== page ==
Clause 1 - Authorisation of criminal conduct

Part of Covert Human Intelligence Sources (Criminal Conduct) Bill – in the House of Commons at 2:45 pm on 15th October 2020.

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Photo of Kevan Jones Kevan Jones Labour, North Durham 2:45 pm, 15th October 2020

There was a time when I used to like Dan Carden, when he was a young researcher here. There is nothing sinister happening—it was the fact that the Intelligence and Security Committee sat this morning. I was going to move the amendment because the Committee was still sitting, and that is why it was done. It is nothing against the individual personally, and he knows I have a lot of respect for him.

I support the Bill, and obviously the new clause in the name of the ISC, because it gives a legal framework to cover this area of work. Having been on the ISC for a number of years, I have seen transcripts of some of the evidence from CHIS. Is it information that we could get in any other way? No, it is not. There is a misunderstanding that somehow now with modern technology, telecommunication intercepts and everything else, we can get all the information that we require. We cannot. The best is still from human sources. Certainly, with the cases I have seen and the transcripts for terrorism cases relating to Islamic terrorism and the ones for Northern Ireland, the work that the security services do to protect us all—including all communities, and that includes marginalised communities—could not be done without that CHIS involvement.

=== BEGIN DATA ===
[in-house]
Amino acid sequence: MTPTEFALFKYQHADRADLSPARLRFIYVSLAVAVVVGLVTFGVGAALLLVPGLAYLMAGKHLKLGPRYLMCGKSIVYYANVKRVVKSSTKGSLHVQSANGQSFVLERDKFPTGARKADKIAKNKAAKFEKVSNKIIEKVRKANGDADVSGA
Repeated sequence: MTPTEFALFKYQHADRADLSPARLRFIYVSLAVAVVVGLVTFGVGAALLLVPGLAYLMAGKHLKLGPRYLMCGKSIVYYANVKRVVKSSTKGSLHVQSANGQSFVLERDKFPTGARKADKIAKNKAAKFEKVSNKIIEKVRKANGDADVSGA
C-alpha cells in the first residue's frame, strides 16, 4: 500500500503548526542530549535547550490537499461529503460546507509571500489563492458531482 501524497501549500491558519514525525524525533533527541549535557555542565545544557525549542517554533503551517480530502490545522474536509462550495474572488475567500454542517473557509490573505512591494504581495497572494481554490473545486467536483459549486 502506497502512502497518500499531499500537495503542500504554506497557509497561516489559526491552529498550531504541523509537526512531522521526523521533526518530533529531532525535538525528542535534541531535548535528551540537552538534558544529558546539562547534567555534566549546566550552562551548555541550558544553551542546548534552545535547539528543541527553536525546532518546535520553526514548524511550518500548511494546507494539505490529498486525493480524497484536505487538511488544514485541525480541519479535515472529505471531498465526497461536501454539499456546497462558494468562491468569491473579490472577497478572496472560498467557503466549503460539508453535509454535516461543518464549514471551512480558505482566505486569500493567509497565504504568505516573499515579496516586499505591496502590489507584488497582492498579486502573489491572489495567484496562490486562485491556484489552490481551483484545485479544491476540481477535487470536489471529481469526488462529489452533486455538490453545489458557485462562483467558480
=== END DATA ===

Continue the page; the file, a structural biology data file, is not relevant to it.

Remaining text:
There has also been a misunderstanding—I think it gets crossed over in the Bill—between what is happening now and what happened in the past. I am no defender of what happened in the past, in terms of some of the things that were referred to in Northern Ireland or even the spy cops issue. Under this legislation, we will have the Investigatory Powers Commissioner’s oversight of the situation, and there is a big difference between police officers, in terms of this authorisation, and civilians. Police officers will come under the Bill, but remember, more importantly, their conduct is also covered by other legislation.